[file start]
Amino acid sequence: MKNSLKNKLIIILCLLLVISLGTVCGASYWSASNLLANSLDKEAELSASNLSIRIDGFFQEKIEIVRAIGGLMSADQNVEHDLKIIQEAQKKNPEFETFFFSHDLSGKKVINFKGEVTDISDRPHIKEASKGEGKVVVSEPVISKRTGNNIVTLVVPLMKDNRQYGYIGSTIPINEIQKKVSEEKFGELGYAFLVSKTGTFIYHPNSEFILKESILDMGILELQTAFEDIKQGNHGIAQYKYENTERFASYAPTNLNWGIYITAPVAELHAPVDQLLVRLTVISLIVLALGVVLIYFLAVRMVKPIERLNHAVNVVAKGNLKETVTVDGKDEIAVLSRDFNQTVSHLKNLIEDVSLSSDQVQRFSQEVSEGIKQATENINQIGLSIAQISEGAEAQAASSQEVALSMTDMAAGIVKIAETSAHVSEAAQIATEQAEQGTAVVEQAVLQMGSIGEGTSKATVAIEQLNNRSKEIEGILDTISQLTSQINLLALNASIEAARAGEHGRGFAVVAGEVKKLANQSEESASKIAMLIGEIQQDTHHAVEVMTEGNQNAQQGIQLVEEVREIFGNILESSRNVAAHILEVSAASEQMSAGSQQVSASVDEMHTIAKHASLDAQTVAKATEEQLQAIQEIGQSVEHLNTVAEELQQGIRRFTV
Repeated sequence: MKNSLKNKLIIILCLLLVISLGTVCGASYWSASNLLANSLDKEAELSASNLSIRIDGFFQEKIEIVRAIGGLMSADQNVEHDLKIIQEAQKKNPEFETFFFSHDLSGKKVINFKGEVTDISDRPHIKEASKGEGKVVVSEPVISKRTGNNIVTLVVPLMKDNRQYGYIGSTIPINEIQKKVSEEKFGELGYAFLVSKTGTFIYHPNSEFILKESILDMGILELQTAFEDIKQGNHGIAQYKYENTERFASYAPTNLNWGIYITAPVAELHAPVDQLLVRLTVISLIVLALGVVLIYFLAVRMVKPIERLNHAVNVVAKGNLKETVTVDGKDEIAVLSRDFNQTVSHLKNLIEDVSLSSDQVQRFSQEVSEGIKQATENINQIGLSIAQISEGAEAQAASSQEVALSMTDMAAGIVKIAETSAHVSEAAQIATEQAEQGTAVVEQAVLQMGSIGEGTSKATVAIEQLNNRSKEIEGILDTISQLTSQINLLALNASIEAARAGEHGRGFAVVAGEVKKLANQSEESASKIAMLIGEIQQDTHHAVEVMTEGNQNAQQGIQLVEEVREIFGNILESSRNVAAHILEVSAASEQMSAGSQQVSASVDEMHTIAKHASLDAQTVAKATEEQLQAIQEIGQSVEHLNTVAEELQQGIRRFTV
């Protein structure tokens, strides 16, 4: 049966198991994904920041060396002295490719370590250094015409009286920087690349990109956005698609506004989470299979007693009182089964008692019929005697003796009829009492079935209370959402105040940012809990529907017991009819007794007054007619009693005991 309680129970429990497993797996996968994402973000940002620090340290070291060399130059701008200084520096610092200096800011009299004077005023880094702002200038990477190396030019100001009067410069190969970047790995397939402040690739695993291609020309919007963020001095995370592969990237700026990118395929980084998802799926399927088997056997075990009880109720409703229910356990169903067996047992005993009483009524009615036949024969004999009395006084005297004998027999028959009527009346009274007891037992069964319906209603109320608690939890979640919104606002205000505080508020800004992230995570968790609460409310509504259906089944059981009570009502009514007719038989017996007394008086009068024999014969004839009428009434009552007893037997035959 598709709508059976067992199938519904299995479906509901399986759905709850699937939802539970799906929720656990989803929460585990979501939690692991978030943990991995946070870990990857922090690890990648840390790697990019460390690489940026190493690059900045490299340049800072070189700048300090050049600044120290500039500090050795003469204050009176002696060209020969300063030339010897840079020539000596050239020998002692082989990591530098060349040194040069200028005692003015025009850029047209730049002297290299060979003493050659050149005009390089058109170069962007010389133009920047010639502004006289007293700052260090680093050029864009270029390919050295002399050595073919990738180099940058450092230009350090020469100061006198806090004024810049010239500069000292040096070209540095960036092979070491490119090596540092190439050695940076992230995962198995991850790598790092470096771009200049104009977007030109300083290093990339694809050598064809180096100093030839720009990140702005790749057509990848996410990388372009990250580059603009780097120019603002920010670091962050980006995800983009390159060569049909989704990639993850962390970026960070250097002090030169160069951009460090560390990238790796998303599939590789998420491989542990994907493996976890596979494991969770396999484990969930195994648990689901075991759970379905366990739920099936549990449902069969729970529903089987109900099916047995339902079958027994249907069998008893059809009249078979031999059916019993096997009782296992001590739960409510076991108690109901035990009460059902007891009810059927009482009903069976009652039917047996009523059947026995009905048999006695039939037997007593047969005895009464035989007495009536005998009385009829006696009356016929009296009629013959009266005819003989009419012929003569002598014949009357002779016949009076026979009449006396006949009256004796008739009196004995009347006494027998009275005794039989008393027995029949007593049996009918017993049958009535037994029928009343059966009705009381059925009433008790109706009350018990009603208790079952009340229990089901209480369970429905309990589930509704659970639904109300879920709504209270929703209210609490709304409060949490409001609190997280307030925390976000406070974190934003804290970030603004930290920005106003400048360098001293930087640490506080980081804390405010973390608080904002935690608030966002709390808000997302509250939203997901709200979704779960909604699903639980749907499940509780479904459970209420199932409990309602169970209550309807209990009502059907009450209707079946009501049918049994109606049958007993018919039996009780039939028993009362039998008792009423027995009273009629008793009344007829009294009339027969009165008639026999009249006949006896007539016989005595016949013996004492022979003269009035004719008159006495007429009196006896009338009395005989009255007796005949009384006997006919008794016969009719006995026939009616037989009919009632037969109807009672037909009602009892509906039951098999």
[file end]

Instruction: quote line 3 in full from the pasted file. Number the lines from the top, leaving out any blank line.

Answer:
């Protein structure tokens, strides 16, 4: 049966198991994904920041060396002295490719370590250094015409009286920087690349990109956005698609506004989470299979007693009182089964008692019929005697003796009829009492079935209370959402105040940012809990529907017991009819007794007054007619009693005991 309680129970429990497993797996996968994402973000940002620090340290070291060399130059701008200084520096610092200096800011009299004077005023880094702002200038990477190396030019100001009067410069190969970047790995397939402040690739695993291609020309919007963020001095995370592969990237700026990118395929980084998802799926399927088997056997075990009880109720409703229910356990169903067996047992005993009483009524009615036949024969004999009395006084005297004998027999028959009527009346009274007891037992069964319906209603109320608690939890979640919104606002205000505080508020800004992230995570968790609460409310509504259906089944059981009570009502009514007719038989017996007394008086009068024999014969004839009428009434009552007893037997035959 598709709508059976067992199938519904299995479906509901399986759905709850699937939802539970799906929720656990989803929460585990979501939690692991978030943990991995946070870990990857922090690890990648840390790697990019460390690489940026190493690059900045490299340049800072070189700048300090050049600044120290500039500090050795003469204050009176002696060209020969300063030339010897840079020539000596050239020998002692082989990591530098060349040194040069200028005692003015025009850029047209730049002297290299060979003493050659050149005009390089058109170069962007010389133009920047010639502004006289007293700052260090680093050029864009270029390919050295002399050595073919990738180099940058450092230009350090020469100061006198806090004024810049010239500069000292040096070209540095960036092979070491490119090596540092190439050695940076992230995962198995991850790598790092470096771009200049104009977007030109300083290093990339694809050598064809180096100093030839720009990140702005790749057509990848996410990388372009990250580059603009780097120019603002920010670091962050980006995800983009390159060569049909989704990639993850962390970026960070250097002090030169160069951009460090560390990238790796998303599939590789998420491989542990994907493996976890596979494991969770396999484990969930195994648990689901075991759970379905366990739920099936549990449902069969729970529903089987109900099916047995339902079958027994249907069998008893059809009249078979031999059916019993096997009782296992001590739960409510076991108690109901035990009460059902007891009810059927009482009903069976009652039917047996009523059947026995009905048999006695039939037997007593047969005895009464035989007495009536005998009385009829006696009356016929009296009629013959009266005819003989009419012929003569002598014949009357002779016949009076026979009449006396006949009256004796008739009196004995009347006494027998009275005794039989008393027995029949007593049996009918017993049958009535037994029928009343059966009705009381059925009433008790109706009350018990009603208790079952009340229990089901209480369970429905309990589930509704659970639904109300879920709504209270929703209210609490709304409060949490409001609190997280307030925390976000406070974190934003804290970030603004930290920005106003400048360098001293930087640490506080980081804390405010973390608080904002935690608030966002709390808000997302509250939203997901709200979704779960909604699903639980749907499940509780479904459970209420199932409990309602169970209550309807209990009502059907009450209707079946009501049918049994109606049958007993018919039996009780039939028993009362039998008792009423027995009273009629008793009344007829009294009339027969009165008639026999009249006949006896007539016989005595016949013996004492022979003269009035004719008159006495007429009196006896009338009395005989009255007796005949009384006997006919008794016969009719006995026939009616037989009919009632037969109807009672037909009602009892509906039951098999």